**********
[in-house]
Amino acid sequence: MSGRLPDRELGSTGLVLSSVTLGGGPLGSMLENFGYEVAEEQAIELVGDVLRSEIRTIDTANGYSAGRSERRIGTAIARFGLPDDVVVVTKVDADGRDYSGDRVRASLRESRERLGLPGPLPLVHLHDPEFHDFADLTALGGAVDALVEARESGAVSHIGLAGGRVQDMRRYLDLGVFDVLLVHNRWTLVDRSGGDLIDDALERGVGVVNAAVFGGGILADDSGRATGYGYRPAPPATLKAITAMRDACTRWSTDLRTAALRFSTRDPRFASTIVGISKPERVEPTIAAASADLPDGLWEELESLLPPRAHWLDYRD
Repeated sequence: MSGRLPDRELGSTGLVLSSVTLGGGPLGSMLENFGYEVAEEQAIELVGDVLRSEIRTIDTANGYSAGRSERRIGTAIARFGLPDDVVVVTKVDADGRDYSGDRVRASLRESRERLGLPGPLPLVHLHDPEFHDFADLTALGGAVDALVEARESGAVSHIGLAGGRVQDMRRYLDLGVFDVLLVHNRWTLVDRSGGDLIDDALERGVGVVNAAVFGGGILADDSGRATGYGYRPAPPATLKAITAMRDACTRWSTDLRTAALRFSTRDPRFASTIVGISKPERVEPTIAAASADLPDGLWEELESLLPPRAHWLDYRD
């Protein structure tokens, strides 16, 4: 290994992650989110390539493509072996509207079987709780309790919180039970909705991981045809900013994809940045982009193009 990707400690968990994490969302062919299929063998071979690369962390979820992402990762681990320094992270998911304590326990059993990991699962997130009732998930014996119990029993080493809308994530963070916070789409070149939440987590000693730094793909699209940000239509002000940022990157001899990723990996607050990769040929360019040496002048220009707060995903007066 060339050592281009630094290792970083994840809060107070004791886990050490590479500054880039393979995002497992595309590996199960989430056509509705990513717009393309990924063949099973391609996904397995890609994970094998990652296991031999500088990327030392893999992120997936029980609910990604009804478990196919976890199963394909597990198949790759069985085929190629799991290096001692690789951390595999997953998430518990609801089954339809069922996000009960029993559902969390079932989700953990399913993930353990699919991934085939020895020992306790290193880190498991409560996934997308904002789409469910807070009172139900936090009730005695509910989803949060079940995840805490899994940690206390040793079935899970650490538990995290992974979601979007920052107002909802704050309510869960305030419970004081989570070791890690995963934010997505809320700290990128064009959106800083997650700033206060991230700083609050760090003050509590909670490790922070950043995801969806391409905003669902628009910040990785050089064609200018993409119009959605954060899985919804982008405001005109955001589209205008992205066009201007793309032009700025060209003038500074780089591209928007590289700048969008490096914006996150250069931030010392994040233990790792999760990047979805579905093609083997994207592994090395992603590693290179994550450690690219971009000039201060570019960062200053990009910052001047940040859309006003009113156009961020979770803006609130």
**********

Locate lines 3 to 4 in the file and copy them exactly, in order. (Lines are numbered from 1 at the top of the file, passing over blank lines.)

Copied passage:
Repeated sequence: MSGRLPDRELGSTGLVLSSVTLGGGPLGSMLENFGYEVAEEQAIELVGDVLRSEIRTIDTANGYSAGRSERRIGTAIARFGLPDDVVVVTKVDADGRDYSGDRVRASLRESRERLGLPGPLPLVHLHDPEFHDFADLTALGGAVDALVEARESGAVSHIGLAGGRVQDMRRYLDLGVFDVLLVHNRWTLVDRSGGDLIDDALERGVGVVNAAVFGGGILADDSGRATGYGYRPAPPATLKAITAMRDACTRWSTDLRTAALRFSTRDPRFASTIVGISKPERVEPTIAAASADLPDGLWEELESLLPPRAHWLDYRD
């Protein structure tokens, strides 16, 4: 290994992650989110390539493509072996509207079987709780309790919180039970909705991981045809900013994809940045982009193009 990707400690968990994490969302062919299929063998071979690369962390979820992402990762681990320094992270998911304590326990059993990991699962997130009732998930014996119990029993080493809308994530963070916070789409070149939440987590000693730094793909699209940000239509002000940022990157001899990723990996607050990769040929360019040496002048220009707060995903007066 060339050592281009630094290792970083994840809060107070004791886990050490590479500054880039393979995002497992595309590996199960989430056509509705990513717009393309990924063949099973391609996904397995890609994970094998990652296991031999500088990327030392893999992120997936029980609910990604009804478990196919976890199963394909597990198949790759069985085929190629799991290096001692690789951390595999997953998430518990609801089954339809069922996000009960029993559902969390079932989700953990399913993930353990699919991934085939020895020992306790290193880190498991409560996934997308904002789409469910807070009172139900936090009730005695509910989803949060079940995840805490899994940690206390040793079935899970650490538990995290992974979601979007920052107002909802704050309510869960305030419970004081989570070791890690995963934010997505809320700290990128064009959106800083997650700033206060991230700083609050760090003050509590909670490790922070950043995801969806391409905003669902628009910040990785050089064609200018993409119009959605954060899985919804982008405001005109955001589209205008992205066009201007793309032009700025060209003038500074780089591209928007590289700048969008490096914006996150250069931030010392994040233990790792999760990047979805579905093609083997994207592994090395992603590693290179994550450690690219971009000039201060570019960062200053990009910052001047940040859309006003009113156009961020979770803006609130």